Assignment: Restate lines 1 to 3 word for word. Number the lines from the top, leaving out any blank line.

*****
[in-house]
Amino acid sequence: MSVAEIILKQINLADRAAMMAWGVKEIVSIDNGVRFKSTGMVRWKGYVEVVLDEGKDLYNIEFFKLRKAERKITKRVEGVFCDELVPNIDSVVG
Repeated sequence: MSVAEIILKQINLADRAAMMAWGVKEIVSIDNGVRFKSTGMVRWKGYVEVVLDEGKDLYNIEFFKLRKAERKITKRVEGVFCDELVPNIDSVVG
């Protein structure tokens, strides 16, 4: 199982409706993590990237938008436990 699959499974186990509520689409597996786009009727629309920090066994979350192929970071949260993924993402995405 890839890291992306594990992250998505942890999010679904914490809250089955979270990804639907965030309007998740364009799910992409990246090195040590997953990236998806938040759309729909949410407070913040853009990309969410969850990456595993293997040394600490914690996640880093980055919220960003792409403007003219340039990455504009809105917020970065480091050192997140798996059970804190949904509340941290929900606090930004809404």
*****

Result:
[in-house]
Amino acid sequence: MSVAEIILKQINLADRAAMMAWGVKEIVSIDNGVRFKSTGMVRWKGYVEVVLDEGKDLYNIEFFKLRKAERKITKRVEGVFCDELVPNIDSVVG
Repeated sequence: MSVAEIILKQINLADRAAMMAWGVKEIVSIDNGVRFKSTGMVRWKGYVEVVLDEGKDLYNIEFFKLRKAERKITKRVEGVFCDELVPNIDSVVG